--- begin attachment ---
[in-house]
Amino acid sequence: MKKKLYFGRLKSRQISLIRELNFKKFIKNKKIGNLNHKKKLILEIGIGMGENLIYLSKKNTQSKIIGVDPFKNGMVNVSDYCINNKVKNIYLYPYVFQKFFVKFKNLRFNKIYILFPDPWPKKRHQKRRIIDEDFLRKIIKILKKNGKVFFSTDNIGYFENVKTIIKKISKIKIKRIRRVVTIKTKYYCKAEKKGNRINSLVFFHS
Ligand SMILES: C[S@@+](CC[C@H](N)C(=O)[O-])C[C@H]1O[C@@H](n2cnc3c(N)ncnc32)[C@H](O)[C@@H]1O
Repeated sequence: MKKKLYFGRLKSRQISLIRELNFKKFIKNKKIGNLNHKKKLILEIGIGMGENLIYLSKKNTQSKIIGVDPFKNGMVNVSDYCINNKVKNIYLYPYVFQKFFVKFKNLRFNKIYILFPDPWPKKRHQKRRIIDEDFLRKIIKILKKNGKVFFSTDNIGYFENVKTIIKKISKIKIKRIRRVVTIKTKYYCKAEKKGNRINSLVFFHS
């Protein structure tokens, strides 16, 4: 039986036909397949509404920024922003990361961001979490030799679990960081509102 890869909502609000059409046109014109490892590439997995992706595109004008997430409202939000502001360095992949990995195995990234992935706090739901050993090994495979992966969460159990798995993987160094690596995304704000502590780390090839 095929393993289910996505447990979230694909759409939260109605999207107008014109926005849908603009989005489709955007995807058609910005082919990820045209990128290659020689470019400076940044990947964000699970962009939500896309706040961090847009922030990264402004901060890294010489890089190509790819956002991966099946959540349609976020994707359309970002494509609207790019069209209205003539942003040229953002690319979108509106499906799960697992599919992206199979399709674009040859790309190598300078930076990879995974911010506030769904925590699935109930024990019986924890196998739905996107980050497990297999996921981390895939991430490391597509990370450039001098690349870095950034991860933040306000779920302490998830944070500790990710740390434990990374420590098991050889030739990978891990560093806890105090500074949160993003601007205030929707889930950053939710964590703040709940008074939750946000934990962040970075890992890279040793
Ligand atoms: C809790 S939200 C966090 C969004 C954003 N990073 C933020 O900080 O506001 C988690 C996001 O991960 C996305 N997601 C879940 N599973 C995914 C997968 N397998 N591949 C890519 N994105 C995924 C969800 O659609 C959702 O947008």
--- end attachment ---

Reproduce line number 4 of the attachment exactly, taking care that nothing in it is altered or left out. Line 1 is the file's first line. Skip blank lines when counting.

Repeated sequence: MKKKLYFGRLKSRQISLIRELNFKKFIKNKKIGNLNHKKKLILEIGIGMGENLIYLSKKNTQSKIIGVDPFKNGMVNVSDYCINNKVKNIYLYPYVFQKFFVKFKNLRFNKIYILFPDPWPKKRHQKRRIIDEDFLRKIIKILKKNGKVFFSTDNIGYFENVKTIIKKISKIKIKRIRRVVTIKTKYYCKAEKKGNRINSLVFFHS